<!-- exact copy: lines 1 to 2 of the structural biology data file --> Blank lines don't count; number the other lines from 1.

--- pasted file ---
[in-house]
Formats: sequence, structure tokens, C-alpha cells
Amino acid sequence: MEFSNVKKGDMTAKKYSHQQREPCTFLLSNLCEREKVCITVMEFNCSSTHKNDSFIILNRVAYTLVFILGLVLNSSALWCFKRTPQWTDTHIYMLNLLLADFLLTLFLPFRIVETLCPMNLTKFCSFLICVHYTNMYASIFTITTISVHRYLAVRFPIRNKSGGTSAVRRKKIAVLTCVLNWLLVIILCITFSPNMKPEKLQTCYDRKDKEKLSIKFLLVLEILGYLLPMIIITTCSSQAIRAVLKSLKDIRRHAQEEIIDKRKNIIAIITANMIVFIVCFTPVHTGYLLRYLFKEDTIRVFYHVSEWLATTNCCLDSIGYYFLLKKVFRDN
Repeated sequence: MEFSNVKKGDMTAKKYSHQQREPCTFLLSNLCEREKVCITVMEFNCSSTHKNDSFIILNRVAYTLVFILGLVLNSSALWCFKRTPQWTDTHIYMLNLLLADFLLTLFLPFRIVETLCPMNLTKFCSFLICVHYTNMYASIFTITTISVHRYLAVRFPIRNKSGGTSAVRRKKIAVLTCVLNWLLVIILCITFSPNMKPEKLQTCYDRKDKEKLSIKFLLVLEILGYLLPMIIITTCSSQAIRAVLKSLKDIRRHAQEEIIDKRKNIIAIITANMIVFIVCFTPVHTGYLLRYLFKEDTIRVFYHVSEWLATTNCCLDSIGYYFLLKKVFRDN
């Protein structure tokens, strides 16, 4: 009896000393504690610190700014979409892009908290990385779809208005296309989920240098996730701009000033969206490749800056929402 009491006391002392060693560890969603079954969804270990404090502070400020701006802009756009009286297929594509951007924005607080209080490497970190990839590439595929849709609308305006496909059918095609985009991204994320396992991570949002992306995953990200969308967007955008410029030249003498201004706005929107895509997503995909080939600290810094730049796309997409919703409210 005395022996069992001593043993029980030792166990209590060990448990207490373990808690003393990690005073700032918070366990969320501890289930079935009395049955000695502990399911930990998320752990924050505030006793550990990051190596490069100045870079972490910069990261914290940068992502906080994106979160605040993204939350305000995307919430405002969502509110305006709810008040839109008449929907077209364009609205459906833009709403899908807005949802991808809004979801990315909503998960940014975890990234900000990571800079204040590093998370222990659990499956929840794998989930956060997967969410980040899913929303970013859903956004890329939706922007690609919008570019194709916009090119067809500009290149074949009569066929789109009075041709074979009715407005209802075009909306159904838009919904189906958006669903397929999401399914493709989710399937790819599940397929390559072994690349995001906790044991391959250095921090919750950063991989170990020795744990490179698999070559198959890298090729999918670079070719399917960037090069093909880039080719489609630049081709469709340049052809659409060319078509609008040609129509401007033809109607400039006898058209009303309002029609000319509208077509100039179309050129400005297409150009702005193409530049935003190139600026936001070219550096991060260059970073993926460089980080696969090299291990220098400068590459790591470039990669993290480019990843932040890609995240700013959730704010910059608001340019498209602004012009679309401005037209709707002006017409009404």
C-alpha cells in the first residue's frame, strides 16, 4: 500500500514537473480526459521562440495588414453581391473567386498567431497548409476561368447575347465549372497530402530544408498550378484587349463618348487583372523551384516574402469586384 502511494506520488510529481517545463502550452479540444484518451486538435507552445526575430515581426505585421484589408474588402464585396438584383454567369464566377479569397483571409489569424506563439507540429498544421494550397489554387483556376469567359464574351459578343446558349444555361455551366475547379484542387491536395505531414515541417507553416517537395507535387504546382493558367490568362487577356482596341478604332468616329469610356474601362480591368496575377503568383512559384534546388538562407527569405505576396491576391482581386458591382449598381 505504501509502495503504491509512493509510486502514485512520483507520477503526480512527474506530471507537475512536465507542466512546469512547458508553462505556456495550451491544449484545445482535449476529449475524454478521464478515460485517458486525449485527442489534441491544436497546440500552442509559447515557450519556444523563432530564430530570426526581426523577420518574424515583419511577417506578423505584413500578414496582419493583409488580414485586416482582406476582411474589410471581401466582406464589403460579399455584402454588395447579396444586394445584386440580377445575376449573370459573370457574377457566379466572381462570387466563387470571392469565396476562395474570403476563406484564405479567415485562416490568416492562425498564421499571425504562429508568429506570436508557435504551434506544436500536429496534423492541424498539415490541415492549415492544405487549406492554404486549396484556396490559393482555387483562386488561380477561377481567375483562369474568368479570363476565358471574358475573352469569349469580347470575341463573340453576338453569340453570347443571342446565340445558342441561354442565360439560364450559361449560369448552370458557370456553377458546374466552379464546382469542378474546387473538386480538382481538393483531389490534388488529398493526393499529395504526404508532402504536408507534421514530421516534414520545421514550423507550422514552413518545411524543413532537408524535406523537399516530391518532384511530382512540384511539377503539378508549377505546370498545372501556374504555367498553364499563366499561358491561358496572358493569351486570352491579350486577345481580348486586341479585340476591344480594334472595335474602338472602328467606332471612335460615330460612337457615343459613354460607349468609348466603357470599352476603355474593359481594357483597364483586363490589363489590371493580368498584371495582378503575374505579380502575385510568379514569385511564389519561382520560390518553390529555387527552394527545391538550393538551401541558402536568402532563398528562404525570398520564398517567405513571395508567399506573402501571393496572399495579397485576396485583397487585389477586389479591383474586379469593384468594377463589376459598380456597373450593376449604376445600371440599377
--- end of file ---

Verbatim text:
[in-house]
Formats: sequence, structure tokens, C-alpha cells